This week, we are required to take a moment to think of an area or skill, relating to our professional lives, that we are:
1. Doing well with (and would still like to improve), and
2. Would like to improve.
Although some quite antiquated statistics are quoted by Ali Boehm at The Massage Business Mama, it now turns out to be a fictitious example. I guess to prove a point with a blatant bluff, relying on the fact that most readers won’t double-check the sources?
The reports were said to have found that:
• 84% of the graduates [at Harvard University, in 1979] had no specific goals.
• 13% had goals but had not taken the time to write down said goals.
• 3% had taken the time to sit down and write out their goals and a plan to accomplish them.
When re-interviewed a decade later, the results were no surprise:
• The 13% who had goals, were earning on average twice as much as the 84% who had no specific goals.
• The 3% with clear, written goals were earning on average ten times as much as the rest of their classmates.
The decisive question asked of the students listening to the presentation: “Do you think that maybe being a part of the 3% that take time to write out goals might set you apart from your competitors in business? Not to mention the effects it could have in your personal life…”
Sounds good! But… the figures and the studies are “fake news” – and so old they are not even “news”. I was intrigued that 1979 was a very old study to use as an example. Supposedly, that 1979 Harvard University study interviewed new MBA (Master of Business Administration) graduates about the setting of career goals, and again exactly ten years later, to compare the results. Blogger Sid Savara has determined that, prior to this, the same statistics and findings had been attributed to an even more ancient (1953) Yale University goal-setting study. Neither of these goal studies actually occurred.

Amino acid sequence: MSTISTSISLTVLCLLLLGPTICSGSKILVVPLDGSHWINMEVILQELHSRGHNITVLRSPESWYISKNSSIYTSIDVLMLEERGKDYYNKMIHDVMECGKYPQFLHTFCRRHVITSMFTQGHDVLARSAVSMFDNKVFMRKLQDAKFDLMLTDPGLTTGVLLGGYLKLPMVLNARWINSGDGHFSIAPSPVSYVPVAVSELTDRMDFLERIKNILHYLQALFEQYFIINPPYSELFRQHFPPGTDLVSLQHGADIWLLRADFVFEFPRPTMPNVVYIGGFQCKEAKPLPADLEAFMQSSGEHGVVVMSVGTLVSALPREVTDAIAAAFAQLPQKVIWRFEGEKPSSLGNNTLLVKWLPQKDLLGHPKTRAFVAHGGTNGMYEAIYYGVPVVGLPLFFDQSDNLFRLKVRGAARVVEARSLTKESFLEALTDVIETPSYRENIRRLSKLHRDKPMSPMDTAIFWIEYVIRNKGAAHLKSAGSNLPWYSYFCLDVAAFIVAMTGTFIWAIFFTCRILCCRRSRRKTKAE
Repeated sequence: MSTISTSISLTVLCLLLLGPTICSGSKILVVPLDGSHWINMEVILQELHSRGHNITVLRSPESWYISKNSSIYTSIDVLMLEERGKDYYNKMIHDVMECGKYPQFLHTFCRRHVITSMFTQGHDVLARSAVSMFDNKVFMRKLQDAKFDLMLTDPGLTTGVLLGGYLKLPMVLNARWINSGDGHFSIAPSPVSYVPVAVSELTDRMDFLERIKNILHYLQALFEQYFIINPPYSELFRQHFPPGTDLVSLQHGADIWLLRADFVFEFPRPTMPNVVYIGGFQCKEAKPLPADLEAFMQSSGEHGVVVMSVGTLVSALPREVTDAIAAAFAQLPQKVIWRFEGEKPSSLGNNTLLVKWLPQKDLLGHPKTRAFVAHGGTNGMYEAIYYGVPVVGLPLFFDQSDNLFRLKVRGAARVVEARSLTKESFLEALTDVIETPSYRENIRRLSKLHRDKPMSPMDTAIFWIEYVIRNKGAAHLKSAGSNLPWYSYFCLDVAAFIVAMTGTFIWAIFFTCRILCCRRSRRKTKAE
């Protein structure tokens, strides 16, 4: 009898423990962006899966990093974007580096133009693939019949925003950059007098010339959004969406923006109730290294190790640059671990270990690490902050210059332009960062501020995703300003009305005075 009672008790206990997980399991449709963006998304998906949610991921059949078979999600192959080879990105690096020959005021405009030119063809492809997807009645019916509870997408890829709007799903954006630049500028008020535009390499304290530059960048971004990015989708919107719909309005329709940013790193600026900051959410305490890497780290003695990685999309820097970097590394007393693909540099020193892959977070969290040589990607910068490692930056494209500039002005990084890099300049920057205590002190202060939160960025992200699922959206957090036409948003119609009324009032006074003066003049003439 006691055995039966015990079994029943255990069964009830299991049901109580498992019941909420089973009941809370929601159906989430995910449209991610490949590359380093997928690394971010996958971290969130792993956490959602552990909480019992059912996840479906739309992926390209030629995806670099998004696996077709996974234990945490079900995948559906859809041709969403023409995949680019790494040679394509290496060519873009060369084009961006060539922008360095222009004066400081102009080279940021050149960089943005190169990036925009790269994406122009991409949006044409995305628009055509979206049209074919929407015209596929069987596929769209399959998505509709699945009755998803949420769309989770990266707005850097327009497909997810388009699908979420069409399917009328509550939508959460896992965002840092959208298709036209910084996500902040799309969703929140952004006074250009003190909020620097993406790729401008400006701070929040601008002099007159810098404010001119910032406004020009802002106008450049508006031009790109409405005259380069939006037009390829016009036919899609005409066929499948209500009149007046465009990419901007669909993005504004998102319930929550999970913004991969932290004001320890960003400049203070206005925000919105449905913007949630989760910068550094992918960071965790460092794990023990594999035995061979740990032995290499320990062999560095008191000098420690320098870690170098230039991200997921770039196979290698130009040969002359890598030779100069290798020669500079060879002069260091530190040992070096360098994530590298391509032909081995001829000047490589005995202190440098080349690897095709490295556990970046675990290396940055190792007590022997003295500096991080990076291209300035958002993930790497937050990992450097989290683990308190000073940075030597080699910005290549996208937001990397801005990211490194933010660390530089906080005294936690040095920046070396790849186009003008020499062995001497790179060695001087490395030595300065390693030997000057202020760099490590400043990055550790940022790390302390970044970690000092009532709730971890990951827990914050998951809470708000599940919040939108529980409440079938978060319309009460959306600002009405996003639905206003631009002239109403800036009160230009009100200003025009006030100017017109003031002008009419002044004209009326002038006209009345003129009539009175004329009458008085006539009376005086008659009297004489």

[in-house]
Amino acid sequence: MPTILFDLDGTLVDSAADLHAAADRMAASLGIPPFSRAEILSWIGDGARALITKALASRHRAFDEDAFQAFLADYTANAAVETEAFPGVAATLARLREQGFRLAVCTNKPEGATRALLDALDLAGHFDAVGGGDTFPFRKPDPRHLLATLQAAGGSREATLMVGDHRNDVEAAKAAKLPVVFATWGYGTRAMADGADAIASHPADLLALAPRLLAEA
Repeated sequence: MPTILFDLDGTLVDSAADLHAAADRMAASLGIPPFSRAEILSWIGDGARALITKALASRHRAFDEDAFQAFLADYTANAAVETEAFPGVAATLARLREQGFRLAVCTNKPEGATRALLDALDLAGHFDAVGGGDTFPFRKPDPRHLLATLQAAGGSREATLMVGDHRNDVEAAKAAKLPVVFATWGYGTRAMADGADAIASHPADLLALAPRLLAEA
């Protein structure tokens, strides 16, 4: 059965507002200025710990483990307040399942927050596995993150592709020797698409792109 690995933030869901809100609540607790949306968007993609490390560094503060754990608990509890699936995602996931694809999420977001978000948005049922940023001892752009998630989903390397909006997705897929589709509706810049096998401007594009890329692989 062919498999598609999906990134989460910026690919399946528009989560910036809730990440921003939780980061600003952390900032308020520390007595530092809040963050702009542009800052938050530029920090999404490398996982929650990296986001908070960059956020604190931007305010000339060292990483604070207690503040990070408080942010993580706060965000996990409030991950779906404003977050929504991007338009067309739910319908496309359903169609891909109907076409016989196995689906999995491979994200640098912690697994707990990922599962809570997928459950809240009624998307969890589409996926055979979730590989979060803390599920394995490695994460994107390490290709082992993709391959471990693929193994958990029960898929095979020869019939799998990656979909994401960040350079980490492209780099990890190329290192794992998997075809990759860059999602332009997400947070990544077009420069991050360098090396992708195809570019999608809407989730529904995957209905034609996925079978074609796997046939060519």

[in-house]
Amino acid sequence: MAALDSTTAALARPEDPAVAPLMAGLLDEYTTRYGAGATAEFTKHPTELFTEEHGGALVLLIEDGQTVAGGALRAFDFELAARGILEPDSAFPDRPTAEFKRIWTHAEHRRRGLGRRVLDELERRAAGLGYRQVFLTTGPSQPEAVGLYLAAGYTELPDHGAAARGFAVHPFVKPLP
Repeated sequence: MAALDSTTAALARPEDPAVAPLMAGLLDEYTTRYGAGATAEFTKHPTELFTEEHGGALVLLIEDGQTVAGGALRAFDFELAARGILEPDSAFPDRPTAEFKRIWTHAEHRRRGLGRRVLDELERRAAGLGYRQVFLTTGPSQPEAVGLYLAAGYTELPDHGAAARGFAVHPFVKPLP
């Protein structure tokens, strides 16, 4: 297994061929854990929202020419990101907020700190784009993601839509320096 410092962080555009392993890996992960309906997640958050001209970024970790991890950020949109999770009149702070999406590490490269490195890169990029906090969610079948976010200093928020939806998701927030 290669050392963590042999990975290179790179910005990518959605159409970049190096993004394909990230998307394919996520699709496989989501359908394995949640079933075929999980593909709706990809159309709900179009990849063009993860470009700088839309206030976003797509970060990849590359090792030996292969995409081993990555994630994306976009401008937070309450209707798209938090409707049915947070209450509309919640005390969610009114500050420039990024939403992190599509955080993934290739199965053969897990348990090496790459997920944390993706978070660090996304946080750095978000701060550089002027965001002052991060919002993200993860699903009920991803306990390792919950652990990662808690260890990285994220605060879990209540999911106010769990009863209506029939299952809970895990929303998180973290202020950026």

Savara sums up thusly: “The moral of the story: Don’t believe everything you read online. Nonetheless, the initial advice I put forth is still sound – write down your goals!“
So, now to print out a template for my Strength-based and Deficit-based SMART Goal Components, and fill it out… I shall return.
Mmmmm. I am definitely not enjoying tackling these goals on my own. I find goal-setting to be very challenging. In education circles, I have been involved in formulating SMART goals for primary schools and while serving on various professional committees, but most times we have brainstormed and discussed our goals in small groups, and then larger groups, until consensus is reached, with all stakeholders having a chance to contribute.
My Strength-based SMART Goal must be Strategic, Measurable, Attainable, Results-based/Research-based and Time-bound. The obvious one is to complete my current course, which will involve a Remedial Clinic next term (condensed to respond to lost time over the current pandemic situation) with the prescribed number of massage sessions, with a passing grade and satisfactory supervisor feedback, by the end of September 2020.
My Deficit-based SMART Goal must also be Strategic, Measurable, Attainable, Results-based/Research-based and Time-bound. Through the readings I have done this week (discussion and links in my next blog entry), it seems inevitable that my goal needs to be extended beyond my customary brisk daily walk. I will compile a plan of essential strengthening and stretching exercises, complete them every day, in two 15-minute sessions (which is almost 30 minutes more stretching than I currently do), mark each session on a calendar, completed at the end of June 2020. (This will allow for a reevaluation and another plan put into place for the end of September 2020.)
I now come to the GROW Model.
1. Choose your GOAL!
• Select one of the goals you set earlier using the SMART criteria to work on in this exercise. What is your chosen goal?